Yogesh Malik, Alex Niemeyer, Brian Ruwadi

The first question for organizations exploring multiple supply chains is how many are needed. Answering it requires a close look at the way the supply chain assets that a company uses to manufacture and distribute its products matches up against the strategic aspirations it has for those products and their customers.

This requirement seems obvious, but in practice most companies examine only the second half of the equation in a sophisticated way; they can, for example, readily identify which products they see as leaders on cost, service, innovation, or (most likely) some combination of these. Fewer companies seriously examine the operational trade-offs implicit in such choices, let alone make network decisions based on those trade-offs.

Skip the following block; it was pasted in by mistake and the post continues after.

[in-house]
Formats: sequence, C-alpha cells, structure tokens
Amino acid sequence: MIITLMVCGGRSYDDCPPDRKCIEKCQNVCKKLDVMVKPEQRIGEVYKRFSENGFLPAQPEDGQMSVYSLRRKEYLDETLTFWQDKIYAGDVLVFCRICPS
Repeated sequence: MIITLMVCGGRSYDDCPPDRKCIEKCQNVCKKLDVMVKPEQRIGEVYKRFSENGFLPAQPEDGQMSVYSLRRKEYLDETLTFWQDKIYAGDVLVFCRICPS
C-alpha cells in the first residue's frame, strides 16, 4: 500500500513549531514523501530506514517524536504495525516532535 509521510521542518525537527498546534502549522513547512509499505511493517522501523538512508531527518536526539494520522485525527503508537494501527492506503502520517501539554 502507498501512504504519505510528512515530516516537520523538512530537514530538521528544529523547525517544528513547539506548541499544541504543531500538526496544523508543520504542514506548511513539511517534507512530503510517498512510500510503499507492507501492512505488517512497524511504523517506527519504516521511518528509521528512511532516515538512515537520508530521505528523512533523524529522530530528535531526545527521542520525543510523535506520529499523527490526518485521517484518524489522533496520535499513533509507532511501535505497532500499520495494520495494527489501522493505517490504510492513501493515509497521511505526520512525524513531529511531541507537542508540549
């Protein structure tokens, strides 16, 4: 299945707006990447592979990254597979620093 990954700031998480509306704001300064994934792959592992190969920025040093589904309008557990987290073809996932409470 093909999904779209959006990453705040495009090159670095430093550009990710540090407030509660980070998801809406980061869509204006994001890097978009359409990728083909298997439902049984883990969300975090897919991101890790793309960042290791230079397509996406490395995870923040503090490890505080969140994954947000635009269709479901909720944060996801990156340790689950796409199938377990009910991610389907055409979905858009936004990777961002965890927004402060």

Oftentimes, a good place to start is to analyze the volatility of customer demand for a given product line against historical production volumes and to compare the results against the total landed cost for different production locations. This information provides a rough sense of the speed-versus-cost trade-offs and can even suggest locations where supply chain splinters might ultimately be located.

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